In Ferrin v. Experian Information Solutions, Inc., No. 20-CV-841 (NEB/TNL), 2022 WL 2954026 (D. Minn. July 26, 2022), the court denied summary judgment to the credit reporting agency (“CRA”) on the issue of reasonable procedures to assure maximum possible accuracy of credit report information for the plaintiff’s claim under 11 U.S.C. § 1681e(b) of the Fair Credit Reporting Act (“FCRA”).
Defendant Experian Information Solutions, Inc. (“Experian”) used bankruptcy scrub procedures that left certain debts less than 90 days delinquent on credit reports. The plaintiff had two accounts—a credit union account and a Target account—that were not scrubbed from his credit report despite being discharged in his Chapter 7 bankruptcy case. Both the credit union and Target attempted to report the accounts as discharged, but Experian rejected the updates as noncompliant with formatting requirements.
For the pending motions for summary judgment, Experian did not dispute that it reported inaccurate credit information of outstanding balances.
The parties sought summary judgment on the issue of whether the procedures Experian followed were reasonable as a matter of law. Experian argued that § 1681e(b) does not require it to determine the legal status of bankruptcy on a particular debt. Further, Experian contended that it could rely on presumptively reliable institutions—the credit union and Target—until it had notice that those institutions were unreliable. In denying summary judgment as a matter of law, the court held that it is for a jury to decide if Experian’s procedures that led to the rejection of updates from the credit union and Target were reasonable, and a jury may use evidence that other credit reporting agencies did not make the same error.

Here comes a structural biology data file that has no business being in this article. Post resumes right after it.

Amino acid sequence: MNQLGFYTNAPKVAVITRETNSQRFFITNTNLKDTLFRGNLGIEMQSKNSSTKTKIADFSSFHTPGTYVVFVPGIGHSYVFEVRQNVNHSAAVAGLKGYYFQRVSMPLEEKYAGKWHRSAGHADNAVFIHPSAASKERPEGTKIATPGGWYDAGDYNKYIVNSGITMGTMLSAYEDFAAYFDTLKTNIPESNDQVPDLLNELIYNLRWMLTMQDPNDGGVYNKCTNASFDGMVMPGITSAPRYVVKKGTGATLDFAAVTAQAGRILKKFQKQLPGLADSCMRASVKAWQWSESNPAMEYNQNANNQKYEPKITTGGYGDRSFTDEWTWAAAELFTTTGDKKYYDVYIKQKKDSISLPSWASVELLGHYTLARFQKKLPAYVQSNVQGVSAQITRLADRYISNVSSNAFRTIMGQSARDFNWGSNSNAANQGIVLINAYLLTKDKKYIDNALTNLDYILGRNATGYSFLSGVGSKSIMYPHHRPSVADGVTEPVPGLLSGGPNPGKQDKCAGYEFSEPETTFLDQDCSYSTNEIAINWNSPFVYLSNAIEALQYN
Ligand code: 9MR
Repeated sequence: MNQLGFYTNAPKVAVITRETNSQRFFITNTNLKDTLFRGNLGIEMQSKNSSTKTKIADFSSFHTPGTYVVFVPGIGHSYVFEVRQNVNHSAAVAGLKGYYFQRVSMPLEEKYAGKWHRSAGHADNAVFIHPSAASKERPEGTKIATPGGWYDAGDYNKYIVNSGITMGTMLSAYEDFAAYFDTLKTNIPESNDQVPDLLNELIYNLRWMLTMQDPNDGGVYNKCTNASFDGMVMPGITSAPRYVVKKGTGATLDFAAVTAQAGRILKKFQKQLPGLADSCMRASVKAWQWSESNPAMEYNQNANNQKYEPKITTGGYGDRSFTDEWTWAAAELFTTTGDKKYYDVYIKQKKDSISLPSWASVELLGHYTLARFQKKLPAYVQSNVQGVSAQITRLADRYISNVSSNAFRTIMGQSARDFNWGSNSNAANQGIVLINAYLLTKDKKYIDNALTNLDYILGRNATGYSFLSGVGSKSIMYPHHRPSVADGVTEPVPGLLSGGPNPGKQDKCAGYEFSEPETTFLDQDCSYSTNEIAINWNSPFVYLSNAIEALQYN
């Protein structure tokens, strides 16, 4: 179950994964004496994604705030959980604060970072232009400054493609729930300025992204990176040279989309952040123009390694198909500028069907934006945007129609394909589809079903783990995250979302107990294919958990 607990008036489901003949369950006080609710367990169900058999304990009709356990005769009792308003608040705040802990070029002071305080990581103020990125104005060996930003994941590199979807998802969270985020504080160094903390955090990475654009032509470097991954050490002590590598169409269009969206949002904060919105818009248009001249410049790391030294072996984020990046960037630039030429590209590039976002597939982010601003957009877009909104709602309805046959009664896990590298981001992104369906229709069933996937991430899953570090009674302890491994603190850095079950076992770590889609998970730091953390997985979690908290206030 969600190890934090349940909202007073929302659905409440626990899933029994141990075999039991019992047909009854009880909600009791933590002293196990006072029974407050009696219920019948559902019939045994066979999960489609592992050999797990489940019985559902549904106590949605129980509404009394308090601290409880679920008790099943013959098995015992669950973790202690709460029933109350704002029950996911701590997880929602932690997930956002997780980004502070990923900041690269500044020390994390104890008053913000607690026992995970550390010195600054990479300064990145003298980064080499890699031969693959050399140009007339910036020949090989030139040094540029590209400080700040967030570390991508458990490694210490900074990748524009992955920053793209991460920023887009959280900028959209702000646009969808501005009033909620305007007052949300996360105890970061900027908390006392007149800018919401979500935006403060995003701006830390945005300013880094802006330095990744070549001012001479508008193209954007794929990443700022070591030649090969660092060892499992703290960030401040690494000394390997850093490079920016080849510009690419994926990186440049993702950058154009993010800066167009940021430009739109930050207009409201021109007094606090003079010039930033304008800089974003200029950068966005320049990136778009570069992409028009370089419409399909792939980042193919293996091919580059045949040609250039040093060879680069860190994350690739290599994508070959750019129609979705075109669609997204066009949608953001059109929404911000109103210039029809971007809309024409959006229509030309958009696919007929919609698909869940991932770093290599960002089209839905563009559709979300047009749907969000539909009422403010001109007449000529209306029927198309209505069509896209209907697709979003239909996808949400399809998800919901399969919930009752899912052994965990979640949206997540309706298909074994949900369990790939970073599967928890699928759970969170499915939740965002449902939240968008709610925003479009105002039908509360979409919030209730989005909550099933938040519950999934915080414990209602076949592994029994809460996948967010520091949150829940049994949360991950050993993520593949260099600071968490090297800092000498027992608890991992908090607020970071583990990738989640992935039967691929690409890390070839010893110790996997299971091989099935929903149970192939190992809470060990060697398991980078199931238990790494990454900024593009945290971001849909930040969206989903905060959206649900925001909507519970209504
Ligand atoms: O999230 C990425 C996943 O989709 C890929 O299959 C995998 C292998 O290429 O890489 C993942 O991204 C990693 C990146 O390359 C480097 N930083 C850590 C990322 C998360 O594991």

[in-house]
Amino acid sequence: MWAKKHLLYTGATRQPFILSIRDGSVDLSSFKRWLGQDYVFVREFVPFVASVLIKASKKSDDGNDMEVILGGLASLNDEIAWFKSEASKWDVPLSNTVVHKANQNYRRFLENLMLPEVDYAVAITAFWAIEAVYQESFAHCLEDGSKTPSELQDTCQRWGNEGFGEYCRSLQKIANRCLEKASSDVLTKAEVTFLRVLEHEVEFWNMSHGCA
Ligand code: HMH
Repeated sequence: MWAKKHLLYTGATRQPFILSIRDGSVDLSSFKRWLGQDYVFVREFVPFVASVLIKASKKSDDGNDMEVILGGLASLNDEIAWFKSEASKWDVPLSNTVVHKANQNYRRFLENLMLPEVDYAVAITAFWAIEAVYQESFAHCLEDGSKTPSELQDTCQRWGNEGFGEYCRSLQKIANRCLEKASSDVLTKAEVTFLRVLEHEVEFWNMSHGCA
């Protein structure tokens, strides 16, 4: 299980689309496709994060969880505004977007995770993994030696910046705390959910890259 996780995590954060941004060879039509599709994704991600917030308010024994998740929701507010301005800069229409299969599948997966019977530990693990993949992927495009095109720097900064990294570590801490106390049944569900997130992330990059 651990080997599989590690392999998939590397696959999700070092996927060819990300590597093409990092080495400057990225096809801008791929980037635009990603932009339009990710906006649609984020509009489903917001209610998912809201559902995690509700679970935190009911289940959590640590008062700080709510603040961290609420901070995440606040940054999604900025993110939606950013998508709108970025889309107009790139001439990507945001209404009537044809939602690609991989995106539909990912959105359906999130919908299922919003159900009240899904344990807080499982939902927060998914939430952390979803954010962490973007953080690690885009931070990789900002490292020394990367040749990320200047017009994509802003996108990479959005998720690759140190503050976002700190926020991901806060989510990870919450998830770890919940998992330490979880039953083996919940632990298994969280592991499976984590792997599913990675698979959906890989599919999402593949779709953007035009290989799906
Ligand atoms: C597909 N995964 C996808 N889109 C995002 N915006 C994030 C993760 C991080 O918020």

Experian also argued that its procedures were reasonable as a matter of law because it followed the procedure mandated by the federal injunction imposed on credit reporting agencies in White v. Experian Information Solutions, Inc., No. 05-CV-1073, 2008 WL 11518799, at *10 (C.D. Cal. Aug. 19, 2008), wherein Experian agreed to update certain unsecured debts as discharged in consumer bankruptcies, except for certain tradelines reporting as “Current Status,” meaning no outstanding, overdue, or delinquent balance at the time of the filing of the petition for Chapter 7 bankruptcy relief. Experian argued that the credit union and Target accounts fell within this exception. Nevertheless, the court held that compliance with White did not conclusively establish the reasonableness of Experian’s procedures.
The parties also sought summary judgment on the issue of the plaintiff’s damages. The court held that the plaintiff’s testimony and a friend’s corroborating declaration were enough to raise a genuine issue of material fact as to whether the plaintiff suffered emotional distress damages as a result of the inaccurate reporting.
The court granted summary judgment to Experian on the plaintiff’s claim of willful violation of the FCRA because the plaintiff failed to show that Experian’s rejection of the credit union and Target updates was more than mere carelessness.
Co-Editors in Chief
Karl J. Johnson, Taft Stettinius & Hollister LLP
David M. Tanabe, Winthrop & Weinstine, P.A.